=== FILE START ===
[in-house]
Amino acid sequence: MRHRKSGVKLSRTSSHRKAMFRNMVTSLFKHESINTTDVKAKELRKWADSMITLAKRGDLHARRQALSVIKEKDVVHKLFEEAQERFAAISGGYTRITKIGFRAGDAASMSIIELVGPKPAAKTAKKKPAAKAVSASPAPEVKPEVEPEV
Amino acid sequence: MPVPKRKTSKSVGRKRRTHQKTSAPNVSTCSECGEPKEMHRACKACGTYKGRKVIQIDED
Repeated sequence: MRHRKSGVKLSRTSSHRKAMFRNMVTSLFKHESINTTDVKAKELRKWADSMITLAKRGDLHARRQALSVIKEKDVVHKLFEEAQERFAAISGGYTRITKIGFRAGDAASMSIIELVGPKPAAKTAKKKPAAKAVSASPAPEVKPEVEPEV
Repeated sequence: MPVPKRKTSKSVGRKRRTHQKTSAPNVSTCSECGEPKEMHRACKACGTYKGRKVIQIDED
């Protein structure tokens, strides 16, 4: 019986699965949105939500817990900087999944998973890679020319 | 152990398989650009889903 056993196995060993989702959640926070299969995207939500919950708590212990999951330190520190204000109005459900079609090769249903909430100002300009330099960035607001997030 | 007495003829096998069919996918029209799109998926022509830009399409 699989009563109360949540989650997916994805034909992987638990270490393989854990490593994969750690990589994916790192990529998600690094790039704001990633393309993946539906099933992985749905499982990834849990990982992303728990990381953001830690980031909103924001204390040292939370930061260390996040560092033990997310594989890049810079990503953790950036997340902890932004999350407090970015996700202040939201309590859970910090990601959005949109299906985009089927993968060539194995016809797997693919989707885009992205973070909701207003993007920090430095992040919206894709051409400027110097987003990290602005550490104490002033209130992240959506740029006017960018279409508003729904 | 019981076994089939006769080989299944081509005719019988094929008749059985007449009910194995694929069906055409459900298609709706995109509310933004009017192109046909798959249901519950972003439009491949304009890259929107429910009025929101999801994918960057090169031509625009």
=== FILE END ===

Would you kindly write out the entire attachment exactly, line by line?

[in-house]
Amino acid sequence: MRHRKSGVKLSRTSSHRKAMFRNMVTSLFKHESINTTDVKAKELRKWADSMITLAKRGDLHARRQALSVIKEKDVVHKLFEEAQERFAAISGGYTRITKIGFRAGDAASMSIIELVGPKPAAKTAKKKPAAKAVSASPAPEVKPEVEPEV
Amino acid sequence: MPVPKRKTSKSVGRKRRTHQKTSAPNVSTCSECGEPKEMHRACKACGTYKGRKVIQIDED
Repeated sequence: MRHRKSGVKLSRTSSHRKAMFRNMVTSLFKHESINTTDVKAKELRKWADSMITLAKRGDLHARRQALSVIKEKDVVHKLFEEAQERFAAISGGYTRITKIGFRAGDAASMSIIELVGPKPAAKTAKKKPAAKAVSASPAPEVKPEVEPEV
Repeated sequence: MPVPKRKTSKSVGRKRRTHQKTSAPNVSTCSECGEPKEMHRACKACGTYKGRKVIQIDED
């Protein structure tokens, strides 16, 4: 019986699965949105939500817990900087999944998973890679020319 | 152990398989650009889903 056993196995060993989702959640926070299969995207939500919950708590212990999951330190520190204000109005459900079609090769249903909430100002300009330099960035607001997030 | 007495003829096998069919996918029209799109998926022509830009399409 699989009563109360949540989650997916994805034909992987638990270490393989854990490593994969750690990589994916790192990529998600690094790039704001990633393309993946539906099933992985749905499982990834849990990982992303728990990381953001830690980031909103924001204390040292939370930061260390996040560092033990997310594989890049810079990503953790950036997340902890932004999350407090970015996700202040939201309590859970910090990601959005949109299906985009089927993968060539194995016809797997693919989707885009992205973070909701207003993007920090430095992040919206894709051409400027110097987003990290602005550490104490002033209130992240959506740029006017960018279409508003729904 | 019981076994089939006769080989299944081509005719019988094929008749059985007449009910194995694929069906055409459900298609709706995109509310933004009017192109046909798959249901519950972003439009491949304009890259929107429910009025929101999801994918960057090169031509625009």